Another problem is that the recommendations about wearing facemasks are constantly changing. Experts around the world “advised against the use of facemasks by the public due to a sense that their potential risks” (Schunemann et al., 2020, p. 955). At the initial pandemic stage in US, “facemasks were not advised for the general public” (Britt, 2020, p. 7). However, the more scientists read about the new disease, the more advice about precautions began to change. Although mask-wearing was voluntary and advisory in the early days of COVID-19, studies have concluded that masks are effective in protecting against the spread of the virus.

With the research and statistics provided by the health care system, people’s attitudes began to change. Thus, it was noticed that more people started to wear masks in public after providing official statistics on the protection of themselves and others. Despite constant changes in precautionary advice, mask policy is now firmly established in almost the entire world. This is argued that people should take care of their health and the health of people around them.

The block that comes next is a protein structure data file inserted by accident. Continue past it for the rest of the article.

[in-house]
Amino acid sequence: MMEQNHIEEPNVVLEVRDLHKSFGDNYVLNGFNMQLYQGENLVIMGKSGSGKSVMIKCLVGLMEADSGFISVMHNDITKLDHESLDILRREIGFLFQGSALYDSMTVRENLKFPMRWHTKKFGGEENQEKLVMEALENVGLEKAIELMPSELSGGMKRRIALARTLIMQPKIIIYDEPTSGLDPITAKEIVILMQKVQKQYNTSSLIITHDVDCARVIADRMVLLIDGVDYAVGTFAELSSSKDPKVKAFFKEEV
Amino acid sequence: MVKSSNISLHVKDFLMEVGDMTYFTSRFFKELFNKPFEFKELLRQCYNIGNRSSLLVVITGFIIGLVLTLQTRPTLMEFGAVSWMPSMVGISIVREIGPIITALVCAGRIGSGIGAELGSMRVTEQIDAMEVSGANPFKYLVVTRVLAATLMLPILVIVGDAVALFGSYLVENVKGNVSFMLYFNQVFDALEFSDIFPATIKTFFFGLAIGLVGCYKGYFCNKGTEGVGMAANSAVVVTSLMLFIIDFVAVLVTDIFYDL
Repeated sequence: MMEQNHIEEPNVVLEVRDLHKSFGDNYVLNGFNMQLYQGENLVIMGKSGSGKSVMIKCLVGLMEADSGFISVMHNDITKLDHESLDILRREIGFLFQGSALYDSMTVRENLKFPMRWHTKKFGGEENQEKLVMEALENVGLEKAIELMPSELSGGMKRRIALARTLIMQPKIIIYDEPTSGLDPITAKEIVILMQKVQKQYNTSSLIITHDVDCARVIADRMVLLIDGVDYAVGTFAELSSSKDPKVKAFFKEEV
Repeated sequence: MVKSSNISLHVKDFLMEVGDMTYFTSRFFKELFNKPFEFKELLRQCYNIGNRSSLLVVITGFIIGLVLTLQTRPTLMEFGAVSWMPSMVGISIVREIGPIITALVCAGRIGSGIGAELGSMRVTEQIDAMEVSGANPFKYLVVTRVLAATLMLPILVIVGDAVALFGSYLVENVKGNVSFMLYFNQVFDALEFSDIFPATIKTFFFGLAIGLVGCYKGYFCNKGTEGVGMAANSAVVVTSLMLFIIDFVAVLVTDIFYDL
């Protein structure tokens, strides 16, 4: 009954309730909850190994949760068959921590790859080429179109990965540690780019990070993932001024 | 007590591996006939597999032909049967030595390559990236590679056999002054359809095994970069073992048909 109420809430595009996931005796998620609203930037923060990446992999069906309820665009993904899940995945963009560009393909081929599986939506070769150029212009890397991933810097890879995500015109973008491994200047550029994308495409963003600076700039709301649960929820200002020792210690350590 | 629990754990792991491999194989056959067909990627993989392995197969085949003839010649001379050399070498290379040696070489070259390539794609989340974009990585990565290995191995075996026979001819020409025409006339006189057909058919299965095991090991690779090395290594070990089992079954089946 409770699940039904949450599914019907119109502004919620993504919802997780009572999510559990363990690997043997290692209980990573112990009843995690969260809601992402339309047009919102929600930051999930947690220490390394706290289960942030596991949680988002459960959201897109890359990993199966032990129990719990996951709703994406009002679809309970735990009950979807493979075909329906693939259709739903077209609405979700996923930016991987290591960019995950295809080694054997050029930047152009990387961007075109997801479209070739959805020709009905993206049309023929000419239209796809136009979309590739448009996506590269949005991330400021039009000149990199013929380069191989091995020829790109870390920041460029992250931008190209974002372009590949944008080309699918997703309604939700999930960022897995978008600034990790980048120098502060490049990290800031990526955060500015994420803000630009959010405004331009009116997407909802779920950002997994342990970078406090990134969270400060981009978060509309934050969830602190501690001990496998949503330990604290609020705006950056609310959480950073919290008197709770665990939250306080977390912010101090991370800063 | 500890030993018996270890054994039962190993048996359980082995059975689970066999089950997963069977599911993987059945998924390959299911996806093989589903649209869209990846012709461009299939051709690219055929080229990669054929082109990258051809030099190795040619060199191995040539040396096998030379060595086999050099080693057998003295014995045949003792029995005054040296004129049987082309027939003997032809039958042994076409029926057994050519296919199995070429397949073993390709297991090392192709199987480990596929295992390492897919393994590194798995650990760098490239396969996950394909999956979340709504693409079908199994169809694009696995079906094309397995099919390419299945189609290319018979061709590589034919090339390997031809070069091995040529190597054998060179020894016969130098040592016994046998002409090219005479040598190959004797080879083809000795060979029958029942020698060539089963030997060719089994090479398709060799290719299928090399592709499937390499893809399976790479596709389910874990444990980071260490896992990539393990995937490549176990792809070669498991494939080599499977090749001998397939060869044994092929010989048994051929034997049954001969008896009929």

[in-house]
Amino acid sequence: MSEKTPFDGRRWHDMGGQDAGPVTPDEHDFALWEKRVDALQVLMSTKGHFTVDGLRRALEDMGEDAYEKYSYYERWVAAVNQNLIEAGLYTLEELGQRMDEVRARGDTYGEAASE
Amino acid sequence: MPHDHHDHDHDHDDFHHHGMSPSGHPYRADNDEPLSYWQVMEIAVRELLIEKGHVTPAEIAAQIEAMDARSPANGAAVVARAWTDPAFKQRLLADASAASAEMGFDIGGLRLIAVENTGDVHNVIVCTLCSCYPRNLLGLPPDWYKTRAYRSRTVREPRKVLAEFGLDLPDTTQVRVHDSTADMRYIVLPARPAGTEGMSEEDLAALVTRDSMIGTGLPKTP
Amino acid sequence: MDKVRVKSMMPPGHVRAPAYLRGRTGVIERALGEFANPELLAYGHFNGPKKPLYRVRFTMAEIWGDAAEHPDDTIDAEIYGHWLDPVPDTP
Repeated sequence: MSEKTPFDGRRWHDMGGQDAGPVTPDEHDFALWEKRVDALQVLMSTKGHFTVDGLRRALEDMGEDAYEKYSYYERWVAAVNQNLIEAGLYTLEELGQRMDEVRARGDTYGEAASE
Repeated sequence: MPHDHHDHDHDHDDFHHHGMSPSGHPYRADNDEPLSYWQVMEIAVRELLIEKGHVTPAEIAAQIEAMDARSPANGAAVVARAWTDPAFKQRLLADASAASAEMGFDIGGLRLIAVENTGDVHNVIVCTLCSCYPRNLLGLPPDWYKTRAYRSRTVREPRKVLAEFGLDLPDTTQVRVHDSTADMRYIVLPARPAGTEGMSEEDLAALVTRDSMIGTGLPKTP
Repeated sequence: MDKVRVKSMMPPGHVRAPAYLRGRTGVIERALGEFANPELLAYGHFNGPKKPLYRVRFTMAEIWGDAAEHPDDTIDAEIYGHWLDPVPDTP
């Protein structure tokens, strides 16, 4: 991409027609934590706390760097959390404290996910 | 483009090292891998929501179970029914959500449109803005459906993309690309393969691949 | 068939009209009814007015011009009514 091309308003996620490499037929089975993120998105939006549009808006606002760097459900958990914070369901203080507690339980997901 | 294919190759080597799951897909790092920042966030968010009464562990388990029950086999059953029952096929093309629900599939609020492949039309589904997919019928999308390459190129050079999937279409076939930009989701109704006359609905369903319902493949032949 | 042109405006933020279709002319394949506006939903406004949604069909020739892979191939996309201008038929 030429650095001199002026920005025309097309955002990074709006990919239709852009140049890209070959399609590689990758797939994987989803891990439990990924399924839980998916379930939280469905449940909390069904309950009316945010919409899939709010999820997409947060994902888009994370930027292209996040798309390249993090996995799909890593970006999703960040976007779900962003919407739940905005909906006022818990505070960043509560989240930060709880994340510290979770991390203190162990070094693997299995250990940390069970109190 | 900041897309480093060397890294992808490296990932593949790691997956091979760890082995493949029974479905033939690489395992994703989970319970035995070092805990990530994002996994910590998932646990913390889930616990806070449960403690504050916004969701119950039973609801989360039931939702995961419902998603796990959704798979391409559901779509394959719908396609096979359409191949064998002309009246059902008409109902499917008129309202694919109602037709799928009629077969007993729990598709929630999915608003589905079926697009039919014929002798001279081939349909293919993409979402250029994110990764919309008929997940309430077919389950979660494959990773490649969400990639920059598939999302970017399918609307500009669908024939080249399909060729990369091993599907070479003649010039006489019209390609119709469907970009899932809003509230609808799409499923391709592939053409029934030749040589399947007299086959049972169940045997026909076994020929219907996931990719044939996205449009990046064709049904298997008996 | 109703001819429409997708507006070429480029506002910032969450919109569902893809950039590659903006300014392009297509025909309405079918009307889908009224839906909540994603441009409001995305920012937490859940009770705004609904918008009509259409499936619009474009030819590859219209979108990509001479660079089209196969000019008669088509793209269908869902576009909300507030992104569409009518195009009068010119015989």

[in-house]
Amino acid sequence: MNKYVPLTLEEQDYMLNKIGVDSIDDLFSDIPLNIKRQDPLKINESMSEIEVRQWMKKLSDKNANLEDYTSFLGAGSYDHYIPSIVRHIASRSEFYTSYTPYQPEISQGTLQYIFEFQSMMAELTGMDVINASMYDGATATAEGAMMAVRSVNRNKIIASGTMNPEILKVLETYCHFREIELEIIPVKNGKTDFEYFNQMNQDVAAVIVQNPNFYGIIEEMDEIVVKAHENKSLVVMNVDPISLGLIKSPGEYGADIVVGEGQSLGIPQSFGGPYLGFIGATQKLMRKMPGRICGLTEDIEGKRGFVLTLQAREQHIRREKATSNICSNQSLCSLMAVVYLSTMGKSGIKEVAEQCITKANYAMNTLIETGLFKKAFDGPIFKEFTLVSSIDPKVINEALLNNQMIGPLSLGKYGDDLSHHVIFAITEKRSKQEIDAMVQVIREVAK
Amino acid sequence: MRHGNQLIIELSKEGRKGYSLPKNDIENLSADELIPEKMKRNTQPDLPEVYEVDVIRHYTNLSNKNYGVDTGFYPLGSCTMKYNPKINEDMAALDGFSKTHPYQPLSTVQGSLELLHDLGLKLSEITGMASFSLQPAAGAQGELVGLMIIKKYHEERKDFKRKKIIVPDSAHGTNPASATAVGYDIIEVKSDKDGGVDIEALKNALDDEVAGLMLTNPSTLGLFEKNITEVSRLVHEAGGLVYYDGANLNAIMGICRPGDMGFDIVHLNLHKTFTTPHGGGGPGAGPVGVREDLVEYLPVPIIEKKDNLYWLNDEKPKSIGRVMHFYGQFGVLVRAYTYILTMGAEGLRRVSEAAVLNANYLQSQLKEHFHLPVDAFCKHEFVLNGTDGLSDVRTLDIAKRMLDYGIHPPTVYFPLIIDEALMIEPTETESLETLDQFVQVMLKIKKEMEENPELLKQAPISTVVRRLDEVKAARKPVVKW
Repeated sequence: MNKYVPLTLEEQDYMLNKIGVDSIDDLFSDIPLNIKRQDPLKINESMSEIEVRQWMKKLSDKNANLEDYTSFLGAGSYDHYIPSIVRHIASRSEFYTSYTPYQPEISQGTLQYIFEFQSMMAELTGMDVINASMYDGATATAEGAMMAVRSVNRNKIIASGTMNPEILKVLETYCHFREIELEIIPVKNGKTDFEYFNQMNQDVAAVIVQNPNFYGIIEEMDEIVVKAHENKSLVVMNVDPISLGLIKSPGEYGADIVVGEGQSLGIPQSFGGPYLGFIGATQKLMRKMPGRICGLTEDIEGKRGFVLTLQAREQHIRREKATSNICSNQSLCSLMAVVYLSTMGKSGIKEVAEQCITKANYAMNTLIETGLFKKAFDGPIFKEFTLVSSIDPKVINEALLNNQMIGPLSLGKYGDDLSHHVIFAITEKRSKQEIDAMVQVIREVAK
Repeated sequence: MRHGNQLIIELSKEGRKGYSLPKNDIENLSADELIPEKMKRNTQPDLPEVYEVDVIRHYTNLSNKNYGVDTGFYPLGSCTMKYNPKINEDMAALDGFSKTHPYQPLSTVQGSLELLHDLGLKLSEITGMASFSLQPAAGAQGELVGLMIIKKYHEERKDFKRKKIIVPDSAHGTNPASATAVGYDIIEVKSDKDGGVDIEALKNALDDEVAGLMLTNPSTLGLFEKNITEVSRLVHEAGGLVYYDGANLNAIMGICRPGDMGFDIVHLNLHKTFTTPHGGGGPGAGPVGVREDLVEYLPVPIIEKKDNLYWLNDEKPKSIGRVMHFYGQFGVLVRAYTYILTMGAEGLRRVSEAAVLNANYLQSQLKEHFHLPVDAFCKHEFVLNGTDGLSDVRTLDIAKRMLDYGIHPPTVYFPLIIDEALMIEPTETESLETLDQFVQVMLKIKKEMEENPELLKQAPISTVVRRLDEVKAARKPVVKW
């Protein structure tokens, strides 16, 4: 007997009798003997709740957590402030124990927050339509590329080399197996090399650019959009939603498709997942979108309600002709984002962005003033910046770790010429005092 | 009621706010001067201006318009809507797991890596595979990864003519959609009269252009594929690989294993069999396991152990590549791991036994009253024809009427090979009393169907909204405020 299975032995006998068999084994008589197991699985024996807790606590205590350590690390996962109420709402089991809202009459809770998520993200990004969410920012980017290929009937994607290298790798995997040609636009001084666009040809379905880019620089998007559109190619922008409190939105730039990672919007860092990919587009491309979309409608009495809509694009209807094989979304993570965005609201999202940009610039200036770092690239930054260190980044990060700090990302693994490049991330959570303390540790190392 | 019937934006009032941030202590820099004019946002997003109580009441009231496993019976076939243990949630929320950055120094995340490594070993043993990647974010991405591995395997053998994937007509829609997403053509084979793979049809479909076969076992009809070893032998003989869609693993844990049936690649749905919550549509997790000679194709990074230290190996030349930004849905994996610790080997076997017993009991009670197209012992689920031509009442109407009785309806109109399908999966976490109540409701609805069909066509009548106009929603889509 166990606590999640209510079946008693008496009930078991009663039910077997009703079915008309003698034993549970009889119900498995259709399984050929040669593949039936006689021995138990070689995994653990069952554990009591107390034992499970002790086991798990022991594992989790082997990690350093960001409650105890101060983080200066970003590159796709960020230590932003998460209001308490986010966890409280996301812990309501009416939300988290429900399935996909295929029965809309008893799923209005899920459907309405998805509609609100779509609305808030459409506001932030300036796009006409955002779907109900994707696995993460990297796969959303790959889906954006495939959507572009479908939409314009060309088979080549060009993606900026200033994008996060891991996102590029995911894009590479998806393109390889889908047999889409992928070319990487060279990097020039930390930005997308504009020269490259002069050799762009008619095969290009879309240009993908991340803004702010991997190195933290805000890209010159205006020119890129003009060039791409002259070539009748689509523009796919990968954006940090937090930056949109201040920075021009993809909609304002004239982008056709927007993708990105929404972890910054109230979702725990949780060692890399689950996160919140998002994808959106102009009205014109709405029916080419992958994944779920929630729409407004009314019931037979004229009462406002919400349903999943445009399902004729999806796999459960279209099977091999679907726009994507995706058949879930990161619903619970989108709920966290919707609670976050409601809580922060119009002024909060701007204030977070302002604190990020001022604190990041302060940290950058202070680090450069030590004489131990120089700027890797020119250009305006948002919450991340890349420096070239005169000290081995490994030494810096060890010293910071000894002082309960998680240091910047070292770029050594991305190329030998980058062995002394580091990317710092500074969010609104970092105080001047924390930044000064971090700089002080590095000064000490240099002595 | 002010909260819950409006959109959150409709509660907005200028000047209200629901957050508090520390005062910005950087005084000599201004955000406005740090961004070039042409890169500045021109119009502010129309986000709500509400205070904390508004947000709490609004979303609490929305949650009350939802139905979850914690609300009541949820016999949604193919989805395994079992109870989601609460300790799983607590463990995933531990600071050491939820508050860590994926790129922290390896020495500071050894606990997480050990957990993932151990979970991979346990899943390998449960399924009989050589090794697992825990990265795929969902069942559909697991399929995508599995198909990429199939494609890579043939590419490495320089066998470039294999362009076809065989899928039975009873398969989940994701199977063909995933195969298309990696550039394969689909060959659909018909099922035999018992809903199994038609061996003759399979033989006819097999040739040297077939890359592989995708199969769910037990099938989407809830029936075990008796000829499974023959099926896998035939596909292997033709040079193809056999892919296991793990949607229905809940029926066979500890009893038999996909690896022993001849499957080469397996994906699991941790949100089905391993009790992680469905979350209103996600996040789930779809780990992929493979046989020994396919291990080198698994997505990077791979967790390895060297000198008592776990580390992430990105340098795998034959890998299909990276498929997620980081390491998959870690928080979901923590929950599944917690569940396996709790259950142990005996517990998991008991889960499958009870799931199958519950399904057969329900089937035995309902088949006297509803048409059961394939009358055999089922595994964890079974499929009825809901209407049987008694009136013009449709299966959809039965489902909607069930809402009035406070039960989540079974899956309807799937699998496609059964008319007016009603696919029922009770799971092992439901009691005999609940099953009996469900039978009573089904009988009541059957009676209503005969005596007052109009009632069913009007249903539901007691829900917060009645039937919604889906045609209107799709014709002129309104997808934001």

Many people question the effectiveness of the masks they have to wear all the time. Scientists around the world have concluded that masks do have an effect. It turned out that the average concentrations of particles leaving the mask along with the air currents (top, bottom, and side) were less than in the absence of a mask at all (Britt, 2020). However, the aerosol particles in these streams were more significant than in the air stream passing directly through the mask. Experiments have shown that the overall effectiveness of the mask, taking into account the percolation of particles from the slits, decreased (compared to the efficacy of containing particles passing through the mask).

The results show that medical masks still hold back the spread of particles well despite the gaps, but of course, they reduce these protectors’ overall effectiveness. However, scientists have found that most cloth masks are only one-tenth effective against coronavirus because they do not cover the face adequately. Therefore, respiratory masks are becoming the most effective for protection. Perhaps this is why people began to doubt the effectiveness of masks in general. However, when wearing a specific type of mask, the protection factor increases.

Some people mistakenly assume that they are only protecting themselves with masks. During the pandemic, it was noticed that people said that they were not afraid to get infected with COVID or do not believe in the existence of the disease. That is why they refuse to wear masks in public places. Not everyone understands that wearing a mask protects not only the person himself but also those around him, for whom the consequences of illness can be fatal.